The Divine Intimacy

The strength of a short story may be evaluated by various quality-judgements. And, as the nomenclature suggests, short stories haven’t the time to unimpress. Fortunately, there are many routes that one may take to perform such a feat; the best-cobbled path is, however, in the same fashion as one would win the heart of a lover: intimacy. Dennis Johnson’s collection of linked short stories, Jesus’ Son, not only deeply affects the reader, but also possesses one’s soul with a devilish intimacy nearly divine in its courtship. Some might moot artistic afflatus; some might point to the rampant drug abuse. I remain nevertheless steadfast in the opinion that these slices of someone’s literary heaven exist from a mastery of craft. It may be interpreted that Johnson completes this coaxing, in part, by three forms of ingratiation: a conversational first-person-reportage narrative style, the acknowledgment of the reader with the second-person, and the Big Kiss Goodnight ending.

Johnson’s stories feel like a shifty, likely armed man in a dusty jean jacket whispering unspeakables. Whenever a shifty, likely armed man in a dusty jean jacket descries us at a social gathering and, after cornering us with his broad shoulders, proceeds to delineate to us his heaviest moments, we normally fear for our lives. Though this is often the prudent choice for those in favor of a full life, the opposite is likely our response to Jesus’ Son. Johnson earns our affections with his conversational first-person-reportage narrative style. Reportage, though often considered unliterary, is pungent with authenticity, for it most closely imitates someone speaking directly to us about one’s life. The reportage style is told using the past perfect tense, “I’d been staying at the holiday Inn with my girlfriend,” in conjunction with the simple past tense, “we made love in the bed,” often also using signifying wording, such as “I remember.” Neither does it hurt to compare one’s Holiday Inn romance with a heroin-junkie to Dante’s climb to Paradiso and the Empyrean with his truest love, Beatrice: “we…carried one another to heaven.”

What do you think about the use of the second person to acknowledge the reader? I am not certain about it, but I shall leave that up to you to decide. I trust your judgement. In any case, it certainly is personal. On the wrong day in Germany, you could get the bamboo cane for it. But, in Jesus’ Son, you understand the second person to be a term of endearment, as this usage suggests: “And you, you ridiculous people, you expect me to help you.” Consider this supremely yarn-like confidence that Johnson unravels, after confiding in us some heavy exposition about the characters in his story Two Men: “My two friends and I went to get into my little green Volkswagen, and we discovered the man I started to tell you about, the first man, sleeping in the backseat.” Remember?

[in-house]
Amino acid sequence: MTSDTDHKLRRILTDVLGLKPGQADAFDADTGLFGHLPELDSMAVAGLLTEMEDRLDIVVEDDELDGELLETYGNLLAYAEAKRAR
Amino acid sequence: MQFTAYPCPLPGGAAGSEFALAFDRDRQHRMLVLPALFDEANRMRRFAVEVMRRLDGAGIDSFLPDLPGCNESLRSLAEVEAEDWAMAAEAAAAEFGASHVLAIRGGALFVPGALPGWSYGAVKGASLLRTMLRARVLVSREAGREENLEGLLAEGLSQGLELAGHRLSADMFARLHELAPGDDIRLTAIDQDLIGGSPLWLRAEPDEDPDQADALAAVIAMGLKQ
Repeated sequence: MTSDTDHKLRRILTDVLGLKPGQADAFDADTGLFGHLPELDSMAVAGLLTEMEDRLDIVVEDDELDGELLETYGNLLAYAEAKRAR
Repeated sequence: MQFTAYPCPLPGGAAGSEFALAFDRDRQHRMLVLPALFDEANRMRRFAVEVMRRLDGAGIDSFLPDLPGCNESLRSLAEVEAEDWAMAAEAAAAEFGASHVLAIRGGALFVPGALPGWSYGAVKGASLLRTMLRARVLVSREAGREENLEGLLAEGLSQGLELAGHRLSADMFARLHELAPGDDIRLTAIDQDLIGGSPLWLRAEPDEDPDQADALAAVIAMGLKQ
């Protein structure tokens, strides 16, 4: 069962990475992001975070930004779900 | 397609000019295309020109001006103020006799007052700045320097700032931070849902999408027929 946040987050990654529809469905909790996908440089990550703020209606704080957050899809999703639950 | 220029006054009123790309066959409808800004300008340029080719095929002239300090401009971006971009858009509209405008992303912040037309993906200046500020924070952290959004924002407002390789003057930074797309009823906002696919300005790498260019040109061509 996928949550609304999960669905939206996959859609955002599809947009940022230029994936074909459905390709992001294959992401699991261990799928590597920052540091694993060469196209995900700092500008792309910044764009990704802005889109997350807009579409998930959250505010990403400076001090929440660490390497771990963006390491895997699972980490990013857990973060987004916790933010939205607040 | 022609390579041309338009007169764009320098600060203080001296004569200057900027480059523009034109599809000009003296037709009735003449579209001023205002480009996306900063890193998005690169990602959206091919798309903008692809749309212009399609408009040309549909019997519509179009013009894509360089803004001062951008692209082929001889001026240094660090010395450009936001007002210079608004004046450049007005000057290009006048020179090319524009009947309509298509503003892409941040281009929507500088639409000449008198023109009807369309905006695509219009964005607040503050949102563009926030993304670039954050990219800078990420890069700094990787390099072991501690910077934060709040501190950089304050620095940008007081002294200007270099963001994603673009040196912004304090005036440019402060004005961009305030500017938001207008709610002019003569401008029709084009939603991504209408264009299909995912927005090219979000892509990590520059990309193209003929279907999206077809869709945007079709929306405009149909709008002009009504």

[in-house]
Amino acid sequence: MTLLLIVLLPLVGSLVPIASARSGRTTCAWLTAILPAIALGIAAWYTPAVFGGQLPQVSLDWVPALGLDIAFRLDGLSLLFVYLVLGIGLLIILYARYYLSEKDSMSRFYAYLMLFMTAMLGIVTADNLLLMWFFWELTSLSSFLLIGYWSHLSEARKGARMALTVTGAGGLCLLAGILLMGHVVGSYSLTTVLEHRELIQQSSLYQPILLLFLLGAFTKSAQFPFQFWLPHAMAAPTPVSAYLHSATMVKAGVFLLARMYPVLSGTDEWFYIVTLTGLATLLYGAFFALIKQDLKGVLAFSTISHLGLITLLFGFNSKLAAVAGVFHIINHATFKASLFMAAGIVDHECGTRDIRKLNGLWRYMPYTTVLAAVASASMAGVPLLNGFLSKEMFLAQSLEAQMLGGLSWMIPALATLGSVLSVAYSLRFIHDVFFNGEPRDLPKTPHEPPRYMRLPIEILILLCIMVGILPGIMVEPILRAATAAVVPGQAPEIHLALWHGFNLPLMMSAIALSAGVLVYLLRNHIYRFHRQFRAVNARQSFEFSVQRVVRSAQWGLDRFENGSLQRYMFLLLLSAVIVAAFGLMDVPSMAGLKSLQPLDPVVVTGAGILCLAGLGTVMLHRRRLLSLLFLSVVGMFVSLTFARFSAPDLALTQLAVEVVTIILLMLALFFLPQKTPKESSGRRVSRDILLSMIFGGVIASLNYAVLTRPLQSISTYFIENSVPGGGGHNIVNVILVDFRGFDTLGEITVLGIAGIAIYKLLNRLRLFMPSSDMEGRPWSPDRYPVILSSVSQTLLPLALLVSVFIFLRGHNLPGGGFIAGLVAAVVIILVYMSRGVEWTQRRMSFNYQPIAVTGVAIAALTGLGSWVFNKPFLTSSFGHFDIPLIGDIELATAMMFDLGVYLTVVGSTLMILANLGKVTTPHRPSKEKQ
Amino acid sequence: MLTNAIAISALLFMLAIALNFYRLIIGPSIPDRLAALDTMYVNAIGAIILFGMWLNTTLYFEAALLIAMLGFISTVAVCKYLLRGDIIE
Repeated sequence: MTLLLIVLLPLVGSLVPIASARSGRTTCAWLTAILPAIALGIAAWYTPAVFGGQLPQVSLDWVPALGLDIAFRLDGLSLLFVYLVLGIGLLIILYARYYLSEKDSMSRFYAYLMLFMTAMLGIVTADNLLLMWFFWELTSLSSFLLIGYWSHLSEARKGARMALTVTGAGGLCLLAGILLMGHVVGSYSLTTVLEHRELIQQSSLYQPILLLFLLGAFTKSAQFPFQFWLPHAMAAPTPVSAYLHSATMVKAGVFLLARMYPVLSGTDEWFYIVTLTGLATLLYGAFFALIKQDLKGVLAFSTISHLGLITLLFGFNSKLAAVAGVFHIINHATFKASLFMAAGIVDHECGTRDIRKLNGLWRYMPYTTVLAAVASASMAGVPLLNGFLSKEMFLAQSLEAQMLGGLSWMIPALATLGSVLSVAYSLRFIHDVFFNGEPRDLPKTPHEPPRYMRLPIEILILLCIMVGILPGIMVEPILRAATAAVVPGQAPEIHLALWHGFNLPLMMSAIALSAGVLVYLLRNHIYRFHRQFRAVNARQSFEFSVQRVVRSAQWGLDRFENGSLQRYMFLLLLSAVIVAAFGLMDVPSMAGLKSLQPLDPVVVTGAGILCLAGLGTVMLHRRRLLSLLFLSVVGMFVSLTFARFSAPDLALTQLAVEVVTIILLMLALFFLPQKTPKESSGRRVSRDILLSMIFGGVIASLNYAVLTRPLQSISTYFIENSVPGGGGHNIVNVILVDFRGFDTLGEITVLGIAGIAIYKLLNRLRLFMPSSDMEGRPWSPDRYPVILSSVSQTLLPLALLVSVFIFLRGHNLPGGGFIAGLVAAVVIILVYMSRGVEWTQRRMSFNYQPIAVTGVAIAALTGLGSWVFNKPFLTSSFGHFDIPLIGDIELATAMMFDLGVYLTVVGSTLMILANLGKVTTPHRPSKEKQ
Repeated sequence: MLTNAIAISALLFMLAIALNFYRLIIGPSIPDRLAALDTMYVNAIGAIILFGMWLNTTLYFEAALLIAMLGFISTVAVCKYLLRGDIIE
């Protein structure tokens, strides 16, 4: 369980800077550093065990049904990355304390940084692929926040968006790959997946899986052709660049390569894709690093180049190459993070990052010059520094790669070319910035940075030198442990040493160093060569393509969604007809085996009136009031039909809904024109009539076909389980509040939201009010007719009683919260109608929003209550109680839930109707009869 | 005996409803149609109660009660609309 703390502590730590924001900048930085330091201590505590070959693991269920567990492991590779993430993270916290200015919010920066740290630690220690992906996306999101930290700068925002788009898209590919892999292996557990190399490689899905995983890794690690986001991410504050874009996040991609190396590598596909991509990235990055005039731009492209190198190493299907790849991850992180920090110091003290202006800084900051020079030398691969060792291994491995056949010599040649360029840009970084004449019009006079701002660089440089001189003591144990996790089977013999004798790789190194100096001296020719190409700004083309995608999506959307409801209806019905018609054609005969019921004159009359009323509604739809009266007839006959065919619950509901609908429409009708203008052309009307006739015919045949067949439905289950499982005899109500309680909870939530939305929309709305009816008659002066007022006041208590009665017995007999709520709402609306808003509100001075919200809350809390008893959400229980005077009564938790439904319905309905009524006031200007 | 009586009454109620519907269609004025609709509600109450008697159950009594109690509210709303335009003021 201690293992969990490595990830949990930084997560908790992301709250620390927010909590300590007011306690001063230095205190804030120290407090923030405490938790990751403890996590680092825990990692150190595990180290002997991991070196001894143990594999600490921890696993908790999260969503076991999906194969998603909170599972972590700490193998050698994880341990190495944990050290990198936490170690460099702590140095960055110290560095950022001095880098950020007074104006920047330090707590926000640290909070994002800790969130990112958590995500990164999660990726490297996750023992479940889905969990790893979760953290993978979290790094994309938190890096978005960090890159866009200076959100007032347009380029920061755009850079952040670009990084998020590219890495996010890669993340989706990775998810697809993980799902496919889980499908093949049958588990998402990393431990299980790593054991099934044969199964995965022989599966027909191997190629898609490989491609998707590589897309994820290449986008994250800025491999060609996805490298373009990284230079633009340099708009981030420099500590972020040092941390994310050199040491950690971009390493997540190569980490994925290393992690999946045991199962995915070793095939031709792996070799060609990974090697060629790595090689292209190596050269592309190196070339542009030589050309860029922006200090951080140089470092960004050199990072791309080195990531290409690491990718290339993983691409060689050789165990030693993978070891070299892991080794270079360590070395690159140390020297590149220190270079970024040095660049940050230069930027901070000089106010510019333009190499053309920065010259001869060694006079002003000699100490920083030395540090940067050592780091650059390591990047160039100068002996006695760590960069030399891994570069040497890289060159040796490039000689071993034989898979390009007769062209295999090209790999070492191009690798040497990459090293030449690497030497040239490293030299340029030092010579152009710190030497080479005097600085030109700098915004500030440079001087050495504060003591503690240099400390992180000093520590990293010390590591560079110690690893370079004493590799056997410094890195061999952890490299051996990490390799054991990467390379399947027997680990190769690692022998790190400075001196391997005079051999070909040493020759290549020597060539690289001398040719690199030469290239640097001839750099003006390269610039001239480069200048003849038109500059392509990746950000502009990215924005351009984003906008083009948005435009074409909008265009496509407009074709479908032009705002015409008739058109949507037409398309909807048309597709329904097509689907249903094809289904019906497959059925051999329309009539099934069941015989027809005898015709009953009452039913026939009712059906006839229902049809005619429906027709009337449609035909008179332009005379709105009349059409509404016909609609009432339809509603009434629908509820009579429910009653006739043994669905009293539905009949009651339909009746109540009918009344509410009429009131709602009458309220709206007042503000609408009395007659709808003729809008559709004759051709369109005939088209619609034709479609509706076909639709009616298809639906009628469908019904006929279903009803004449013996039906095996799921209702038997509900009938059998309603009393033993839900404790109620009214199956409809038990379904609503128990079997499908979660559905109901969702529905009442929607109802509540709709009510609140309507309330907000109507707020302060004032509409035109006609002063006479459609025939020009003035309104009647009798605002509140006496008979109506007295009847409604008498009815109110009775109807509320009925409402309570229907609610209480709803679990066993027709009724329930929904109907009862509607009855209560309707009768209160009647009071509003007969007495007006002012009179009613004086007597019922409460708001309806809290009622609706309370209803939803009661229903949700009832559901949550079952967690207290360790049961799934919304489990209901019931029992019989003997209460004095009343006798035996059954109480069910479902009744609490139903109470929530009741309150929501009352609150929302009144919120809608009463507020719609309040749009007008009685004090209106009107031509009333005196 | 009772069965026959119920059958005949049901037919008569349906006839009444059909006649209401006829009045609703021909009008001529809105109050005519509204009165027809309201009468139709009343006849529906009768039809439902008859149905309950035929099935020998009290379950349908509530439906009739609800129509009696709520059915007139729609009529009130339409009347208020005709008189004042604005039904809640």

What is the Big Kiss Goodnight ending? It is what everyone wants. Moreover, it also seems to be a tactic of writers who enjoy finishing stories with a smooch of the angelic. In accordance with the aforementioned considerations as regards a short story’s incapacity to allow a moment’s somnolence, its ending might perhaps be its most important time to excite, and the stories in Jesus’ Son do not leave us blue. Indeed, each story ends with a bang. 

Consider this coda at the end of a story about a less than gentle man named Dundun: “Will you believe me when I tell you there was kindness in his heart? His left hand didn’t know what his right hand was doing. It was only that certain important connections had been burned through. If I opened up your head and ran a hot soldering iron around in your brain, I might turn you into someone like that.” Or this uplifting bit: “Your husband will beat you with an extension cord and the bus will pull away leaving you standing there in tears, but you were my mother.”

Of course, this narrator had no filial connection with the barmaid about whom he is reporting, but that has never been a qualification when considering if one has been another’s mother. 

Butt: It Ain’t Enough

Laughter is evoked through comedy, comedy through surprise, and surprise through the depiction of humorous juxtapositions. Kingsley Amis’s 1955 novel That Uncertain Feeling features John Lewis, a man whose adulterous escapade with Mrs. Elizabeth Gruffyd-Williams teaches him profound existential lessons on lust, love, and life. Butt: Amis knew, in order to get his readers smiling, this was not enough. Merely to describe how a penurious twenty-six-year-old married librarian with moth-eaten clothing, no money for groceries, and an indefatigable toddler at home might betray some interest in a wealthy, beautiful woman’s sudden and boisterous advances would be obvious. Amis wrote comedy, and comedy relies on surprise. Therefore, in the pursuit of great comedy, Amis chose to impose a source of humor upon Lewis’s 1st-person narration by juxtaposing the loose, slang-ridden recalcitrance of a Breezy narration style against the euphemistically formal understated narrative style, as well as scenes of literary solemnity against irreverent slapstick.